Jay Underwood wasn’t always a pastor. Before taking up the pulpit at First Baptist Church in Weaverville, he made his living as an actor in Hollywood for almost 25 years. Often cast in sci-fi movies and TV shows, Underwood is a perfect guest at comic cons and film festivals across the country.
This weekend, June 8-9, he will be appearing at the 3rd annual Sundial Bridge Comic Con in Redding. This comic con is family friendly and includes artists, vendors, comics, toys, art work, panels and a cosplay competition. Some of the artists, like Underwood and comic book writer Garrett Gunn, are local to the North State area.
The film of Underwood’s that people at comic cons and conventions want to talk about most? B-movie king Roger Corman’s unreleased “Fantastic Four” (1993), in which Underwood originated the role as Johnny Storm the Human Torch. The reason for its unrelease? “It’s a case of dollars and cents,” says Underwood. “The fella that owned the film rights to the ‘Fantastic Four’ was a German producer named Bert Eichenger. His contract stipulated that he needed to go into production by Dec. 31, 1992, or his rights would expire. Comic movies were not the proven commodity they are now. You had ‘Superman’ and ‘Batman’ but studios weren’t clamoring to make the next comic book film. Boy, how things have changed!”
Eichenger went to Corman to see if Corman could make a low-budget version and get the production going before the end of the year. Eichenger could then maintain the rights and either sell the property to another studio for hopefully big money or, if no one wanted it, he could always release Corman’s version. As it turns out, 20th Century Fox and Marvel bought the rights from Eichenger for Chris Columbus (“Home Alone”) to produce, which amounted to the 2005 version of the Fantastic Four and its subsequent sequels.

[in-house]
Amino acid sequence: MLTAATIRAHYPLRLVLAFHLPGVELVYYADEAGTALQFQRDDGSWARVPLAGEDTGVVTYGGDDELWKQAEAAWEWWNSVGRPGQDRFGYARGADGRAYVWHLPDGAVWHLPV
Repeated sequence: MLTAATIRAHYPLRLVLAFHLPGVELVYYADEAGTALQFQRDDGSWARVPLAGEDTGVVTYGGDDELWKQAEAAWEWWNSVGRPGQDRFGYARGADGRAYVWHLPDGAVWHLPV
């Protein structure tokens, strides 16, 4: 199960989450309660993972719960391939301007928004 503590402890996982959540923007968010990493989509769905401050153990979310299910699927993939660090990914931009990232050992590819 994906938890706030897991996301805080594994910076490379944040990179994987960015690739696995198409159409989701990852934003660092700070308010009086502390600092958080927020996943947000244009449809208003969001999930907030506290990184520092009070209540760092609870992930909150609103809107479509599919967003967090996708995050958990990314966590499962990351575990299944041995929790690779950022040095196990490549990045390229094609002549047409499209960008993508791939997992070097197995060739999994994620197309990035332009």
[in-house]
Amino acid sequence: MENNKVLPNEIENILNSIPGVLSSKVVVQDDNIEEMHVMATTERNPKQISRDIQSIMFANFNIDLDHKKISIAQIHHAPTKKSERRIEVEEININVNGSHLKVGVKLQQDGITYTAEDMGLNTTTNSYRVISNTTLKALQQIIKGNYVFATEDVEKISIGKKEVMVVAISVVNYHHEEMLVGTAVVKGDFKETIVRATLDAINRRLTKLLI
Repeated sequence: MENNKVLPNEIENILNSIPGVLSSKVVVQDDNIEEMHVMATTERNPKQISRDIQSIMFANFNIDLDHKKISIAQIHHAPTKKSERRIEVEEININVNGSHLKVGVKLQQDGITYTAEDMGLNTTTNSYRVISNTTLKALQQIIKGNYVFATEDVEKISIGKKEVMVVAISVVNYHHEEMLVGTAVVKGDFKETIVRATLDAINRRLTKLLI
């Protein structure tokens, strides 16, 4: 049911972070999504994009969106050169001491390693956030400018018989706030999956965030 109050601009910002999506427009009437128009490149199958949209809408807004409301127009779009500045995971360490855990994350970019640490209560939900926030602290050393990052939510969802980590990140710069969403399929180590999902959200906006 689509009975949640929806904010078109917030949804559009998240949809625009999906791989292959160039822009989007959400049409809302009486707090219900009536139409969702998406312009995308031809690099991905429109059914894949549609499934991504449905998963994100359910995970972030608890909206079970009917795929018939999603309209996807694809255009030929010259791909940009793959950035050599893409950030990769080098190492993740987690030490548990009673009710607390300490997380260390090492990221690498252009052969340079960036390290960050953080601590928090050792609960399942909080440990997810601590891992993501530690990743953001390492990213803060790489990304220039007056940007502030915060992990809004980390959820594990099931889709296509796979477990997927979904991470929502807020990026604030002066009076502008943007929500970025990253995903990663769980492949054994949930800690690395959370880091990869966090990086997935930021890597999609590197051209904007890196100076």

Says Underwood, “Once the deal was made with 20th Century and Marvel, they now owned the rights to our little million-dollar version and didn’t want it to compete in any way with their big budget version. So they shelved it. We were the little guy who got squashed.”
Underwood and the cast were given copies by the director for their own personal use but what also happened was that a print of Corman’s version got out and started showing up at comic conventions across the U.S. and eventually You Tube. “What’s funny is because of the way things happened, our little movie has become a part of Hollywood lore. Here we are over 25 years later still getting invited to comic cons and conventions to talk about the original ‘Fantastic Four’ movie. Comic buffs eat this stuff up! It’s probably had a life it would have never had if it had been released. You have to know that with only a million-dollar budget, our special effects were not too special.”
You can talk more with Underwood about the “Fantastic Four” and some of his other roles from “Star Trek Voyager,” “X-Files,” “Uncle Buck” and “The Boy Who Could Fly” this Saturday and Sunday at the Sundial Bridge Comic Con at the Red Lion Hotel, 1830 Hilltop Drive. Tickets can be purchased at Collector’s Choice or Fanworld in Redding or at the door. Doors open at 10 a.m. both days.